Directed by Laszlo Hartai from the Hungarian Moving Image and Media Education Association, Imprint Media Messages explores the effect that negative media representations of migrants and refugees has had on the perceptions of Hungarian citizens and how these perceptions have been exploited by those in power.
The documentary forms part of the #MyStory: Media, Migrants & Refugees Project funded by the European Commission’s Europe for Citizens Programme and coordinated by The European Association for Viewers Interests – EAVI.

The most serious affair of the second decade of the 21th century is the migrant crisis, which shocked Europe fundamentally, provoked many debates and stays unresolved since its outbreak. The appearance of the people who were forced to leave their distant homes gave rise to fear and anxiety at the border regions of Hungary, since inhabitants there are not familiar with other cultural codes. Though, at the same time, it also facilitated enormous powers for providing help. The medial campaign of the Hungarian government exploited this situation full of contradictions. They wanted to strengthen their positions by huge, alarming billboards; television reports embedded in a peculiar style of narrative, selective display of foreign news and last but not least, with a targeted referendum against the “menacing barbarian enemies”. Meanwhile, the government succeeded in planting the feeling of fear and distrust in the minds of that part of the population as well, who never ever saw migrants actually. Our film provides a summary on how the media reported on the situation in Hungary and shows how everyday people saw the situation.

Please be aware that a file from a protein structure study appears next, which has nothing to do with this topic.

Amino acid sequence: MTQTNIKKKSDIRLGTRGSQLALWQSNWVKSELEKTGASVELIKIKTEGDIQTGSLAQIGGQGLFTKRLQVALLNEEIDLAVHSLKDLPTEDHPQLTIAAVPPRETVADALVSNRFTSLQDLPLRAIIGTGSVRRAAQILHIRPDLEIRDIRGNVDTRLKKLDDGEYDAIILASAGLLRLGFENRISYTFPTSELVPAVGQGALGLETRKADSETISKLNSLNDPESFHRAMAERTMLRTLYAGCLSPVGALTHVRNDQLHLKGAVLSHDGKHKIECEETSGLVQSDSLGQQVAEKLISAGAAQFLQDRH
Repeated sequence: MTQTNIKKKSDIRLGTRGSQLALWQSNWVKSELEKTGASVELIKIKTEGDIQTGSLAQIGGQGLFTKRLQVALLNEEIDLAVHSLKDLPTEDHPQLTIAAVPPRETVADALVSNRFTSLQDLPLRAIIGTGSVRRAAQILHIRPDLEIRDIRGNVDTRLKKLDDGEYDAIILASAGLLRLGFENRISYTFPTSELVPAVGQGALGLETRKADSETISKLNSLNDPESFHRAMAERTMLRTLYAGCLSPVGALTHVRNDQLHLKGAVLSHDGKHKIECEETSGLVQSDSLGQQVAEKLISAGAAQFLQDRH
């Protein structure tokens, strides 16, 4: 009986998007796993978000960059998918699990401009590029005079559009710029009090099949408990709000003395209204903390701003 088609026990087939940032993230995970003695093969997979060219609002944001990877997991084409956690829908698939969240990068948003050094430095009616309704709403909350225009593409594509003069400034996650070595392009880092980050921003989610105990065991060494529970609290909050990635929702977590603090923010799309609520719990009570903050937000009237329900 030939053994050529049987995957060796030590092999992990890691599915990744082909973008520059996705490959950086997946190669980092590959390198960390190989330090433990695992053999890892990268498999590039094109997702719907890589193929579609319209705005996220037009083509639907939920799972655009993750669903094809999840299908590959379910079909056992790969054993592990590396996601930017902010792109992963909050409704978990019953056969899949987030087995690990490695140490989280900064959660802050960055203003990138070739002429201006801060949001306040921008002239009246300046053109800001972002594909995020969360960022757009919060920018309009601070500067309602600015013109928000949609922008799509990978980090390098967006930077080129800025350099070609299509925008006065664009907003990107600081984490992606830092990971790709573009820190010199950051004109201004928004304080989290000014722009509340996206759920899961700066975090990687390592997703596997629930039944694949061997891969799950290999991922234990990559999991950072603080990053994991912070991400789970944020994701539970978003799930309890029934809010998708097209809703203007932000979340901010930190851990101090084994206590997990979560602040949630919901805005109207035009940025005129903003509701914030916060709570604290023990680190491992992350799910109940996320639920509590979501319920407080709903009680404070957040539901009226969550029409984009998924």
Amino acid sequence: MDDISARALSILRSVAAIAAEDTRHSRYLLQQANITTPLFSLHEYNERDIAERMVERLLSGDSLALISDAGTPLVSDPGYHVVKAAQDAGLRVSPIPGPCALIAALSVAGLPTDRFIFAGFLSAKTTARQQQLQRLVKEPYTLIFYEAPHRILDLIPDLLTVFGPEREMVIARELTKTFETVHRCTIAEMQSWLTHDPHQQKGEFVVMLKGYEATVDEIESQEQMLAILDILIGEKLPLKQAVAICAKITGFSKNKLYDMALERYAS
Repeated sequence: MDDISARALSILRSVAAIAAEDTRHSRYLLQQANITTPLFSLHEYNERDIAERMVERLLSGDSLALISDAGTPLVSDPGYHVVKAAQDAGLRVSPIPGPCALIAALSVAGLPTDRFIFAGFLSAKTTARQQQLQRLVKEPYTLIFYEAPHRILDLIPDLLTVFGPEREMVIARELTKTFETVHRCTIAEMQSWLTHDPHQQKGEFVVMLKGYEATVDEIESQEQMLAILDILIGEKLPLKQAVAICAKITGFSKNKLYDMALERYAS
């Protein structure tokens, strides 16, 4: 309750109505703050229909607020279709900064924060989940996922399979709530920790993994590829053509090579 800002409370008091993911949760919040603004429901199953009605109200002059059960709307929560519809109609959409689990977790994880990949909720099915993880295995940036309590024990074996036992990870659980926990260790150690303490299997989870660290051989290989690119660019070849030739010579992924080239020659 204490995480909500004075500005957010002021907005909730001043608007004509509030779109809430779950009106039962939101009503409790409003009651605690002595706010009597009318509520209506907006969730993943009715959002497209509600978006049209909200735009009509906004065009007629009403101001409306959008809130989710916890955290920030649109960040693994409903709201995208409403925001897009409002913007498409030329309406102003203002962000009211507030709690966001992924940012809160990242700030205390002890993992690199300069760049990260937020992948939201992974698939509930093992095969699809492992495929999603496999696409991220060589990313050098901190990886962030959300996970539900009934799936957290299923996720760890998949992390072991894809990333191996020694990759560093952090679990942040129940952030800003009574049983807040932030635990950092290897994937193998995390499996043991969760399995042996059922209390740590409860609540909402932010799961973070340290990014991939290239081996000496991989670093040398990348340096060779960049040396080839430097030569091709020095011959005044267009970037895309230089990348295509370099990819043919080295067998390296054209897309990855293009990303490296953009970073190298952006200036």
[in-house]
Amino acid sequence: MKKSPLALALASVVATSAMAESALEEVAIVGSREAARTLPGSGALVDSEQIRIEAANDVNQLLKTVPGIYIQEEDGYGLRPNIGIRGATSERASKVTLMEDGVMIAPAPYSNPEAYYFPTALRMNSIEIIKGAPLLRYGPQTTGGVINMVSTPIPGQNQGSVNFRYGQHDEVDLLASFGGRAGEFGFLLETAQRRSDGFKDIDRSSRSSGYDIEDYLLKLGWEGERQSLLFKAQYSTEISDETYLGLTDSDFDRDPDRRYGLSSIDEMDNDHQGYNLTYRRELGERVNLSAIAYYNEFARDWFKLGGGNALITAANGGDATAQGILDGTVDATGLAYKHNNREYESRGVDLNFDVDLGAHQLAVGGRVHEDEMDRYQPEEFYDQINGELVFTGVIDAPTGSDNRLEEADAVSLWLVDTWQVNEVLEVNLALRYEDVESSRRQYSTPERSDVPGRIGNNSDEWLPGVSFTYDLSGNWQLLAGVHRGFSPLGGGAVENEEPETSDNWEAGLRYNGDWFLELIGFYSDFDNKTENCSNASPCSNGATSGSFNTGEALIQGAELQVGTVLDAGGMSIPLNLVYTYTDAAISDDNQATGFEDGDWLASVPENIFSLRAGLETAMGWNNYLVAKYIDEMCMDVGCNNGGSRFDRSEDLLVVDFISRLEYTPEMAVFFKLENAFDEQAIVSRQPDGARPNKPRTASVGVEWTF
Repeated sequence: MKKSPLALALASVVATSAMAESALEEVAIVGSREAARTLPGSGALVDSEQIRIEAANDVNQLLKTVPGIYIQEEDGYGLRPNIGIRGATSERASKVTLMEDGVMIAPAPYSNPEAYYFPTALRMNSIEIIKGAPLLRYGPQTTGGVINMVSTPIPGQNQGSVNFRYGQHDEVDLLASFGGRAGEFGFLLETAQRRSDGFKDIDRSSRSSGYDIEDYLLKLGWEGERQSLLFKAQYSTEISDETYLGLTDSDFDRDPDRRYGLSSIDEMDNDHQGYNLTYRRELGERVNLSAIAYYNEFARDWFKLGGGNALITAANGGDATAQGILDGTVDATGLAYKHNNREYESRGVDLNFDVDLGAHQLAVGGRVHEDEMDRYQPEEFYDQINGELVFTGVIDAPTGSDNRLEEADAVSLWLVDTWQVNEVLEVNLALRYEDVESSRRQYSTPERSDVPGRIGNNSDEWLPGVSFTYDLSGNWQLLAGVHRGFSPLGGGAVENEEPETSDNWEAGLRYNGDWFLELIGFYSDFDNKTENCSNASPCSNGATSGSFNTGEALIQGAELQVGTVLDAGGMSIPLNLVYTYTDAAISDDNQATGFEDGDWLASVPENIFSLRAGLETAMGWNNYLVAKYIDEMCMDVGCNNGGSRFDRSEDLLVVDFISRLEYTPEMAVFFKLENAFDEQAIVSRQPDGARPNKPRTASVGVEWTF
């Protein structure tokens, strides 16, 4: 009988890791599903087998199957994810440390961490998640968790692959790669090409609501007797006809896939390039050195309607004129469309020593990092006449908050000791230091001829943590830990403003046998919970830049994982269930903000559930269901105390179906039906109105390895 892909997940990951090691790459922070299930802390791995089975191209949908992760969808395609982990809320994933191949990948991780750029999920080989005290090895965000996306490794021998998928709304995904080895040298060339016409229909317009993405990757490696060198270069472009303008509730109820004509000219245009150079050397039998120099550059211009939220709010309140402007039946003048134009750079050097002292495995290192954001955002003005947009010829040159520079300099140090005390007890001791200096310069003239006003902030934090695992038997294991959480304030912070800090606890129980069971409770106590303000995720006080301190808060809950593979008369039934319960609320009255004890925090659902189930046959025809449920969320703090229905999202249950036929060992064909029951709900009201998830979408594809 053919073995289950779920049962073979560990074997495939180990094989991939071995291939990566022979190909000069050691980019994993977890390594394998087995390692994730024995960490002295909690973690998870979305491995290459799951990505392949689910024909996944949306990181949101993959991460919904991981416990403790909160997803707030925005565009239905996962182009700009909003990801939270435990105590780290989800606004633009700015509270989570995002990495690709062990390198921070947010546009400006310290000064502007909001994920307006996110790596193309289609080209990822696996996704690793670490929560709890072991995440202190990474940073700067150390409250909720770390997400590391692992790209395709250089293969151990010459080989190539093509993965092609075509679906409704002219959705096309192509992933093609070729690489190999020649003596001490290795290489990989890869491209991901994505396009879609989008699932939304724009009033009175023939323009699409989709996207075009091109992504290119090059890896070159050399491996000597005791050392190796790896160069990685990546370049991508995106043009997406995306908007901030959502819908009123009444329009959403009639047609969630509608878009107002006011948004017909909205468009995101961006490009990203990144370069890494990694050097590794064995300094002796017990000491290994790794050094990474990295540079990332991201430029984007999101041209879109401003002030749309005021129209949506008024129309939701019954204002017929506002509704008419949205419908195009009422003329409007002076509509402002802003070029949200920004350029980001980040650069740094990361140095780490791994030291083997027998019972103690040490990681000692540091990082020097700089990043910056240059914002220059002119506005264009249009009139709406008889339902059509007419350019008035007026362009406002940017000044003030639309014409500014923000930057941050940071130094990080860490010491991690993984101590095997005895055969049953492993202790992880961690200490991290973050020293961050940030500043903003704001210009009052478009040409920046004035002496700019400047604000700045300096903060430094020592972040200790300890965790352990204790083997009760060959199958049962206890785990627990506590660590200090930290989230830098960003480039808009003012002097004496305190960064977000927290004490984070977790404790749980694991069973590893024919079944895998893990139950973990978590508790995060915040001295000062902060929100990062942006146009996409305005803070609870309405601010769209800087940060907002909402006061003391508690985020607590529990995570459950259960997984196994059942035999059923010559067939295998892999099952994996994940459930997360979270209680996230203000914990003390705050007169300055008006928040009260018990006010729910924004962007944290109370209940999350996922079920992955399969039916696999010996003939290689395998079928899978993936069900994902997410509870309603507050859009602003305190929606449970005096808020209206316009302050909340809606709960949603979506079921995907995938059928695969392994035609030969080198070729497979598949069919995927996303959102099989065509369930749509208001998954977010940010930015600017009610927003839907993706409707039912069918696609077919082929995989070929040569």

The participants of the public educational system in Hungary usually react to “sensitive” questions that are dividing the society with fear or extraordinary precaution. Students often lack the courage to ask since they are afraid of the dismissive responses, while teachers try to avoid the stigmatizing charge of dealing with politics in class. In addition, parents don’t want their children to suffer the negative consequences of their opinion they brought from home, therefore, most of the time they ask them to remain silent. The same was shown vigorously regarding the migrant issue.

The film also introduces how media education and analytical-interpretative discussions between the teacher and the student could ease the prejudices against others, how important it is to deal with the public sphere, and how useful it is to compare and clash the opinions. Teachers, parents, university students and citizens of Szeged who took part in the film, with the help of the moderator, try to find out how it is possible to get closer to the exploration of coded purposes with the tight analysis of media contents and the observant reading of particular news by carefully monitoring the pictures, texts and sounds within them. The critical reading of media texts, the recognition of the notions used tendentiously by politicians and receiving information on intercultural matters can guarantee that solidarity towards those who suffer can be awaken in young people and that the often distinctive difference between their views can’t function as a barrier that prevents exercising the minimum tolerance.